Adenovirus attaches to host-cell receptor with its glycoprotein fibers and enters via endocytosis. After uncoating in the cytoplasm, in which the outer capsid is removed, the viral core containing the genome and associated histones is transported to the nucleus. One unique feature of adenovirus is that its penton protein has a toxic effect on cells.

Transcription of both strands of viral DNA by cellular RNA polymerase is temporally regulated and leads to formation of early and late mRNAs, coding for early and late proteins. Primary transcripts are capped, polyadenylated, and spliced.

About 12 non-structural proteins are formed early, before the genome is replicated. The actions of these early proteins include blocking the ability of the p53 and Rb growth suppressor genes to suppress cell division and inhibiting apoptosis in the host cell. The viral structural proteins are synthesized late, after DNA replication. Other late proteins alter aspects of cellular structure and metabolism to ensure efficient virus assembly and release. New virus particles are assembled in the nucleus, and mature viruses are released by lysis of the host cell.

As viral synthesis increases, the synthetic machinery of the host cell is progressively shut down. Host cell DNA synthesis is shut off early in the viral replication cycle, and host cell RNA and protein synthesis is shut off later. The cell eventually dies.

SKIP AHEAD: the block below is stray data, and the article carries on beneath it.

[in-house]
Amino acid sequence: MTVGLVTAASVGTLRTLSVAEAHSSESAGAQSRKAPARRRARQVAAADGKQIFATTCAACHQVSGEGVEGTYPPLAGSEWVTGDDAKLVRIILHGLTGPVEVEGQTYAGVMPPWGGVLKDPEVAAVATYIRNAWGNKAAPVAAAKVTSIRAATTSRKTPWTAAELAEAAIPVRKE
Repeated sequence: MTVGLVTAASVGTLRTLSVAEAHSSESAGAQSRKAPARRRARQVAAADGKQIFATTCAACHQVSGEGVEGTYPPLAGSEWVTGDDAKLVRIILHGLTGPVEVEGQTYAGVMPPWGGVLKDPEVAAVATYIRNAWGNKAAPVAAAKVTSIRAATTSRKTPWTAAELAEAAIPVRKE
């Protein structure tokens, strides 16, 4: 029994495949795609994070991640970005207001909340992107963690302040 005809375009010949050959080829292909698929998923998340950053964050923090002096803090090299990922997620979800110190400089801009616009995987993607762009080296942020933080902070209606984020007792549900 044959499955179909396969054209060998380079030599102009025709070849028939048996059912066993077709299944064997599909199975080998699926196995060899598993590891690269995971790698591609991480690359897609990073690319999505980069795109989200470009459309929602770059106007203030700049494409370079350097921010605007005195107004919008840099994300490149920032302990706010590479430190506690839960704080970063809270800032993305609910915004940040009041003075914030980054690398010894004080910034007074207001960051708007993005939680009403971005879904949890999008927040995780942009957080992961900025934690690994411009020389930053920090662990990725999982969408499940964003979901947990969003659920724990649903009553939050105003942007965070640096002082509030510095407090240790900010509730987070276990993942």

The needs that human adenovirus has in order to interact successfully with the host cell requires that the cell remain functional for a long period after infection. Hence, cytopathology and cell death are slow. Human adenovirus synthesizes VA RNA, a short structured RNA molecule that inhibits the cell’s ability to produce interferon. This strategy keeps the host cell from mounting defenses against viral gene expression and allows the virus to remain associated with the host for long periods of time as a persistent infection, especially in the epithelium of adenoidal tissue and the lungs. Portions of viral DNA persist in host cells after viral replication has stopped as either a circular extra chromosome or by integration into host DNA. This persistence may be important in the pathogenesis of adenovirus infection sequelae that include Swyer-James syndrome, permanent airways obstruction, bronchiectasis, bronchiolitis, obliterans, and steroid-resistant asthma.